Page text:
The crew of the HMS Dolores have been lead into a trap by wreckers causing their ship to crash on the rocky coastline and it’s cargo to float to shore. Players will act as the wreckers negotiating how to split the loot using a rock-paper-scissors mechanism, but time is limited - the militia will arrive by dawn to take the precious cargo away.
The wrecker with the greatest fortune by the time dawn comes around wins. HMS Dolores plays two to four players in 20 minutes and is designed by board game heavyweights Bruno Fiadutti and Eric M. Lang.
How the Game Be Played...
In HMS Dolores, players assume the role of wreckers to negotiate how to split the loot with one another, but most importantly are reminded that; “talking is a wrecker’s favourite weapon!” No one is bound to hold their word.
A single deck of cards is provided with the game, which includes seven different types of loot; weapons, wines, jewels, laces, tableware, musical instruments and ingots. Each type of goods are packaged in 10 crates: seven one-point crates, two two-point crates and a single three point crate.
There are also 10 message cards which offer different one-time powers, such as the “Broken Lantern” card which allows the player with the card to deal the loot face down before a sharing contest and look at them. They can then share with the other player what there is, give no information away or lie.
Each sharing contest involves just two of the players, with four crates placed face-up between them - two face one player and two face the other. Players can then discuss how to divvy the loot. After the discussions, they have three options; choose Peace and share the loot (open hand), Fight to take the lot (closed fist), or get the First Pick (thumbs up).
When both players are ready, they count to three or chant “Do-Lo-Res” simultaneously before revealing their choice;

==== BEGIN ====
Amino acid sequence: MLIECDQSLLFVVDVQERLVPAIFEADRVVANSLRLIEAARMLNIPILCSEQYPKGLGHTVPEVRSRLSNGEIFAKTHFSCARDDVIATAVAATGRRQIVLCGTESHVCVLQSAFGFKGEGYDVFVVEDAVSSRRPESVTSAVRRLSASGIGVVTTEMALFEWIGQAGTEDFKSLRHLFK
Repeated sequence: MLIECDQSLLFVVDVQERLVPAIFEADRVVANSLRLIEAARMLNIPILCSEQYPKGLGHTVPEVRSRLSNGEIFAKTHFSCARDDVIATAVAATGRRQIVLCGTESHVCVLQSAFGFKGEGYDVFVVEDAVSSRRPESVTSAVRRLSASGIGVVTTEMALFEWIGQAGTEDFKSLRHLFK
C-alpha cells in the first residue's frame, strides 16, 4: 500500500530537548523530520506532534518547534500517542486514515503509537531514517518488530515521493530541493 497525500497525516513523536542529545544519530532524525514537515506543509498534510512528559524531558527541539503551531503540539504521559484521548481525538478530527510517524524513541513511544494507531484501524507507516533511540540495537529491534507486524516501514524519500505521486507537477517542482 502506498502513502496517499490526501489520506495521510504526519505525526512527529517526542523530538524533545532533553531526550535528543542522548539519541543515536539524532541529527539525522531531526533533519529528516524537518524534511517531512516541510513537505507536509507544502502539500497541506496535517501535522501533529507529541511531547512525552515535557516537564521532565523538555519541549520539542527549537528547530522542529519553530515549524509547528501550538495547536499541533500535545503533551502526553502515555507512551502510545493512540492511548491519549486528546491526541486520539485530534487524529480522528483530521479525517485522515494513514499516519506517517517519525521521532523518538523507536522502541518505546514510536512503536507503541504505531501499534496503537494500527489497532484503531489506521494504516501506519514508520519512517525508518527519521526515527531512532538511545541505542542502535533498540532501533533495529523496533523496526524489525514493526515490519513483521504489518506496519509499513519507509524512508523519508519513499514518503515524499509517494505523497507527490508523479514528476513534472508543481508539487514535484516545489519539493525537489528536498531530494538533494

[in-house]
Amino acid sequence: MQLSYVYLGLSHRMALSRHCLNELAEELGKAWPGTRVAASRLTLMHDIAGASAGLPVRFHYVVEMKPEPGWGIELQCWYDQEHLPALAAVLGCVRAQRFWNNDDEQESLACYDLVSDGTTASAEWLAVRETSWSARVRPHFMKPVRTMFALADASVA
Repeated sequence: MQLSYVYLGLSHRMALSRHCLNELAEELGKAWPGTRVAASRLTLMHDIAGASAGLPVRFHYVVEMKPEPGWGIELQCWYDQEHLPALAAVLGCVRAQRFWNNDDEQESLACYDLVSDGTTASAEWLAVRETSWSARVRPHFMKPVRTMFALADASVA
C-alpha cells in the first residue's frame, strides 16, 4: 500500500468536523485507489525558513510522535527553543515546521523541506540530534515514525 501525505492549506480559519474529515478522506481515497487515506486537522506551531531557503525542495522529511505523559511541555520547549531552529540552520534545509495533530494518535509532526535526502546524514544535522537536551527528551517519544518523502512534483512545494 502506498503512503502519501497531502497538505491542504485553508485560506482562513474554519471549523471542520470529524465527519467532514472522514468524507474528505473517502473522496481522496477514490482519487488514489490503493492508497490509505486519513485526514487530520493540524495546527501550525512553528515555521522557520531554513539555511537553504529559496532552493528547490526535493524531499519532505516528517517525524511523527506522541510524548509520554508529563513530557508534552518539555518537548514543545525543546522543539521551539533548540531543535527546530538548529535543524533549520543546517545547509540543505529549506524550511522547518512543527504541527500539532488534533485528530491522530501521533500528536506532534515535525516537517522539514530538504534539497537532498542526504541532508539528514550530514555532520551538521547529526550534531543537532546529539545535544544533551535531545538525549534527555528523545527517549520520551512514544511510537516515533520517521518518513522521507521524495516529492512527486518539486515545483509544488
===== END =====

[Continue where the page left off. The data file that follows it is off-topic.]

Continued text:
- If both players offer an open hand, they peacefully split the loot, with each player taking the two cards facing them.
- If a player chooses to Fight while the other expects a peaceful exchange, he takes all four cards. If both players choose to Fight, all the cards are discarded and play moves on to the next sharing contest.
- If a player opts to go with the First Pick option while the other goes for peace, the first picker immediately takes one of the four cards. The other player then gets the one or two cards that are left in front of them.
- A First Pick versus a Fight, results in the first picker grabbing one of the four cards and the fighter gathering the remaining three.
- Finally, should both players attempt the First Pick option, then all four cards will be discarded and both players will have to simultaneously point to one set of goods they own and discard it entirely.
After a sharing contest, players add their winnings to the corresponding sets in their personal area.
When the Dawn card is drawn, the game of HMS Dolores ends - with no further sharing taking place. Players then add up the total of each set they have collected, but will only take into account the sets with their highest total and the lowest total. If multiple sets are tied for highest or lowest, then they are all counted. If all sets total the same value, then your score is doubled.
The player with the highest total score is the winner.
Me Thoughts, Arrrr...HMS Dolores
To get the most out of HMS Dolores, players must totally embrace the trickery and deception that comes with the wrecker’s way of life. If anyone is unwilling to tell bold faced lies during gameplay, then they are not likely to enjoy this game.
The player interaction is what makes this game. Players will have so much fun figuring out what their opponents want from the sharing contests and gaining the ability to see through their lies. While you’re trying to suss out your opponent, you are also trying to prevent them from ever having a true foothold in negotiations. If you become predictable, you will lose.
Adrenaline will course through your body as you prepare to go back on a negotiation, or when you are sure your opponent is lying to you and you intend to prevent them getting the upper hand, which makes a really fun back and forth throughout the game.
Despite all of the fun of getting into the role of a wrecker, you still need to be clever in your gameplay, as you carefully consider how to build up your goods so that you have multiple high and low scoring sets. You do this while also preventing the opponents from manipulating you into gaining goods that will decrease your final score.
In all, HMS Dolores is a fantastic filler game that offers wonderful thrills for all and at such a low price point, it’s a must for all board game collections.